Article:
IRV-MMP

What do folks think of this idea, proposed by Mark Roth in the thread on open-list MMP?

I do not believe it is entirely necessary to have two votes; though I don’t oppose the idea. Essentially I would have IRV-MMP. An instant runoff determines which candidate wins the local seat in each district. First preferences determine who receives the at-large seats. If a voter wants the Greens, but knows that they won’t win locally, a vote 1 Greens 2 Labor has the effect of supporting a winnable local candidate and helping the Greens secure seats in general. I would allow transfers to second (or lower) ranked parties should the first choice(s) of parties not reach a threshold. I would also be inclined to allow a List Party that isn’t running a candidate to appear on the ballot anyway; probably marked to indicate that the List cannot win the local seat. The candidates who lose in their local race would be selected to fill the at-large seats based on their personal vote counts. List order would only be a tiebreaker.

Decoy lists would technically be possible, but they would stick out like a sore thumb, require voter coordination to ensure that the “right” candidate gets the vote in the district level races, and would still need to front candidates in local races to have enough warm bodies.

As I say at the other thread in a comment of my own, I like it much better than the “AV+” idea of having two votes (one ranked-choice for local candidates and the other for list).

35 thoughts on “IRV-MMP

  1. I have two concerns. First, this is relatively easy for election methods geeks to explain to each other, but it might turn out to be hard to explain to rank and file voters. Having a separate vote for a party is fairly transparent, at least once you get used to the idea of voting for a party rather than a person. But explaining how the same first preference can contribute to the election of both a district representative and a compensatory list representative might be a chore. Can you prevent skeptics from arguing that some voters get two bites at the apple while others get one? With respect to IRV, we are pretty skilled at rebutting that bogus argument. Is the rebuttal just as clear with respect to IRV-MPP?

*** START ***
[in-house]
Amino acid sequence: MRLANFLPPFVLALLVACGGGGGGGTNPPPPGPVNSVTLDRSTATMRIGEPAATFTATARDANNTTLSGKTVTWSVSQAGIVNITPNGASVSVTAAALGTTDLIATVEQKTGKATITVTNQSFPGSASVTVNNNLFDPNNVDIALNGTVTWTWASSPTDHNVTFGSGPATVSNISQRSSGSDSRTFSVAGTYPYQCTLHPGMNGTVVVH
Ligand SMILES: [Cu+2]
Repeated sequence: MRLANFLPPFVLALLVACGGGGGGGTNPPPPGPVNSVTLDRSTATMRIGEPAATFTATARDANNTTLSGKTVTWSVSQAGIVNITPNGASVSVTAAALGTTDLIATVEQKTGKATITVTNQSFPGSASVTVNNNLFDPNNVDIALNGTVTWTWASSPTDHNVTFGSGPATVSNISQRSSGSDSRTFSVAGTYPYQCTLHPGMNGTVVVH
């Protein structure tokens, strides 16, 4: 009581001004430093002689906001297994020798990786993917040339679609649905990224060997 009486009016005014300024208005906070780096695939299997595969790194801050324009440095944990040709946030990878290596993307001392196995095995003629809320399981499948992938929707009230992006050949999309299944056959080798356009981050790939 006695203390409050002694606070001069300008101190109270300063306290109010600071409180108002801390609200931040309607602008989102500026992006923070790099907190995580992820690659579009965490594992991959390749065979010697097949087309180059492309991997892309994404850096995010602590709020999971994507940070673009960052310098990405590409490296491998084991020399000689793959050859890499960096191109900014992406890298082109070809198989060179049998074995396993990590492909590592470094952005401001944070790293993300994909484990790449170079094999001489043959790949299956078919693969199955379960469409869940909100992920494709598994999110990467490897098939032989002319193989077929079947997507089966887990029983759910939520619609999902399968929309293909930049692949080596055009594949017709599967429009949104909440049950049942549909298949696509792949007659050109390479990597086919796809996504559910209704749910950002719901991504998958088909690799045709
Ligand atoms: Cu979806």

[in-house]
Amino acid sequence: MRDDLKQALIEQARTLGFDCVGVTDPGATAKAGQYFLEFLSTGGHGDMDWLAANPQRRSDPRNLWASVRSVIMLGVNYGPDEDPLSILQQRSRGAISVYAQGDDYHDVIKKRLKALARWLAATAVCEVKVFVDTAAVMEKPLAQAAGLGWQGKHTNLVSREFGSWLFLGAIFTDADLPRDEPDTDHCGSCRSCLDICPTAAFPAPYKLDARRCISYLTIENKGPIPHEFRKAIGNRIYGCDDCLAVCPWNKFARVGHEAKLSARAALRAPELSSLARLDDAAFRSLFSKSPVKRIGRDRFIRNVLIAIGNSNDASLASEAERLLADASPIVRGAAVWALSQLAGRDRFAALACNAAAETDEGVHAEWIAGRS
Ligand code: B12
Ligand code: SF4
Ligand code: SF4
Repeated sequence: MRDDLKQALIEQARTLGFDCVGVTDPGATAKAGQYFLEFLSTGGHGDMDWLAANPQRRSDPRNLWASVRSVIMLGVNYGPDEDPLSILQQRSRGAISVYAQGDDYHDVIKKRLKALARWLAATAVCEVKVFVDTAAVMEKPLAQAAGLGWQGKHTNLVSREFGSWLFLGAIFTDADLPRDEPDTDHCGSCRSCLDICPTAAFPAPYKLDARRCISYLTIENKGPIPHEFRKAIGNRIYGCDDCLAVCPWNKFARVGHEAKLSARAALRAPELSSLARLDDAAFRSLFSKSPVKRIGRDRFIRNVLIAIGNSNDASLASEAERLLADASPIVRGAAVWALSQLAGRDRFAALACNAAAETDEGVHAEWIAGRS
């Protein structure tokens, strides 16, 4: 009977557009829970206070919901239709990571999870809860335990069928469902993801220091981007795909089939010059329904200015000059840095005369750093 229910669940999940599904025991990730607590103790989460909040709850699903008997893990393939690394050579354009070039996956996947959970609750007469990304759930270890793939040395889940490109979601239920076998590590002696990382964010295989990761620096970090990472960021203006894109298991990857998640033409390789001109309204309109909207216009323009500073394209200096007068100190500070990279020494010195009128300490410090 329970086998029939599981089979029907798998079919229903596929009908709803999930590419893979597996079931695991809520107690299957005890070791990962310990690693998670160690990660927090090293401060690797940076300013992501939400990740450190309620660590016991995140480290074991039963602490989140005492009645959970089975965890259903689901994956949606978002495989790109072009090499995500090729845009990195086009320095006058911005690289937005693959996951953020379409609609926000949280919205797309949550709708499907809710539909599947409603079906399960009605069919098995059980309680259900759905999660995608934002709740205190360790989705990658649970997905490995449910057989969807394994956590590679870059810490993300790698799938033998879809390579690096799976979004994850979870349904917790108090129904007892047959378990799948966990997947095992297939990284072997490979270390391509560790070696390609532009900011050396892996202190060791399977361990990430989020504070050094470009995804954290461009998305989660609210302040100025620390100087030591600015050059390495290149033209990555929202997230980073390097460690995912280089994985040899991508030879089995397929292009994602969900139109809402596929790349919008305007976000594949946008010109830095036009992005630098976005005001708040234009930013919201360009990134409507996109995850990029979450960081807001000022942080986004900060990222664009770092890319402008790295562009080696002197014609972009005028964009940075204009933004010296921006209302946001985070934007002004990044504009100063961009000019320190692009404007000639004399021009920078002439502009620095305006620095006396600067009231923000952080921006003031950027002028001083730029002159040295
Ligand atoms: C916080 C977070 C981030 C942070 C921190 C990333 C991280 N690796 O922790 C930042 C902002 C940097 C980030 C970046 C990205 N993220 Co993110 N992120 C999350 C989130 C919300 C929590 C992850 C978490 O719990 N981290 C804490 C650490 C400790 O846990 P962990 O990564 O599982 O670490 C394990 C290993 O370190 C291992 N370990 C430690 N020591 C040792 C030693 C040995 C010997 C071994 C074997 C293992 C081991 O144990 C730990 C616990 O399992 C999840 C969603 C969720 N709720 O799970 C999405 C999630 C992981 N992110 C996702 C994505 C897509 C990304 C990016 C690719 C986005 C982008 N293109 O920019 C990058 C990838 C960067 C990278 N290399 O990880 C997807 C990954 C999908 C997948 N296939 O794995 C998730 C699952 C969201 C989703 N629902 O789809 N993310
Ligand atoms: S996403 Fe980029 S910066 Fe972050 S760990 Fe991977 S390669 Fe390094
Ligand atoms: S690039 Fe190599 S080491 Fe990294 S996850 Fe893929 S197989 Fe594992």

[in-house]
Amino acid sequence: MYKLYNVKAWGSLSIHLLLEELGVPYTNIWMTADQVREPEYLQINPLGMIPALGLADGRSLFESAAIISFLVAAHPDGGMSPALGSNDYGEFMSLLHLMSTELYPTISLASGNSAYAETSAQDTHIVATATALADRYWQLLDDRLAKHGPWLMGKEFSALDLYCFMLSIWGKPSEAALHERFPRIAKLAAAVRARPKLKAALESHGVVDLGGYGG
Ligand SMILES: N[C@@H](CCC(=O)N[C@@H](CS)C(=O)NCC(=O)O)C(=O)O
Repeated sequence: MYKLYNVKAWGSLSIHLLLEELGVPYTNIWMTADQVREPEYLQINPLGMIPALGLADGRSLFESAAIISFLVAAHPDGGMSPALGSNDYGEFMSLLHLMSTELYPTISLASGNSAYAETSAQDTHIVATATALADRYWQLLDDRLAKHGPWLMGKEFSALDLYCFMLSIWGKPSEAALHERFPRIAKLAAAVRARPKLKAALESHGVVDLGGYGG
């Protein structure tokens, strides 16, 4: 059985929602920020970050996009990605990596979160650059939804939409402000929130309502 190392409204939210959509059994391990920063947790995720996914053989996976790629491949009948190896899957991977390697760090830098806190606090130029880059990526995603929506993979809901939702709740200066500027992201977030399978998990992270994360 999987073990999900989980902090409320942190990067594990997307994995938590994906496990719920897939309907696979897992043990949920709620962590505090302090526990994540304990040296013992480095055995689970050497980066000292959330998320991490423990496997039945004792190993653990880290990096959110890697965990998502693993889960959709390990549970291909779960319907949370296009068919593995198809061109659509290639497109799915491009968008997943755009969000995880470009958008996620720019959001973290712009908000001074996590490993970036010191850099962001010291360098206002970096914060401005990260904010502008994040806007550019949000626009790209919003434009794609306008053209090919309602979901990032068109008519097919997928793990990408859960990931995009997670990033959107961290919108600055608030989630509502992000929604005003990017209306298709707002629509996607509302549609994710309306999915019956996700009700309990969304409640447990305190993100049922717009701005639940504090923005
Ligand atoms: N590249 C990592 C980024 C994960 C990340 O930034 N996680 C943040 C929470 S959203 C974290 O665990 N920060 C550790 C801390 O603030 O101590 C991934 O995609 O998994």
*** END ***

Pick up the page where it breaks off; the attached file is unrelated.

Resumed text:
Second, I think this might be hard to sell to “independent” voters and candidates. Mark addresses this in his description but to me he sounds a little cavalier about it. The myth that government and politics can be “non-partisan” is widely believed in the United States, making it necessary for any electoral reform to presented in a way that treats independent candidates and voters fairly. I can think of ways to make list systems (including the list part of MMP) fair in this sense. I can’t figure out how IRV-MMP would do so.

    • When combined with list MMP, IRV really comes with 2 votes, for a local candidate and the candidate’s party, that may split in certain circumstances. Thus, it will be very hard to make the case that no voter gets two bites at the apple: decoy lists still are feasible and not much harder to manage than in standard 2-vote MMP (just visit an SNTV jurisdiction).

      When looking at linkage between vote(s) for district candidate and preferred party, the basic choice in MMP is “freedom enabling fraud or fetters enforcing fairness”.

      • I’m not saying you’re wrong. I think, for the U.S., decoy lists and “Independent Republicrats” would be a problem if MMP were ever adapted and solutions are needed. But my thought with IRV-MMP would be that a decoy list and its partner list would end up splitting the vote if they ran two candidates in every district. If they voted for the real party, so its guy would win the local seat, the vote would never transfer to the decoy list. If they put the decoy candidate first, either the decoy candidate would win, reducing a decoy to a two-party alliance proportionally represented, or another candidate would win, and both “parties” would end up needing compensatory seats.

        How does a single ranked ballot allow a party to gain unearned extra seats?

    • I understand the concerns of independent candidates, though I don’t care (and don’t really buy) the claims of candidates who will be “independent” if elected while still having an R or a D next to their name.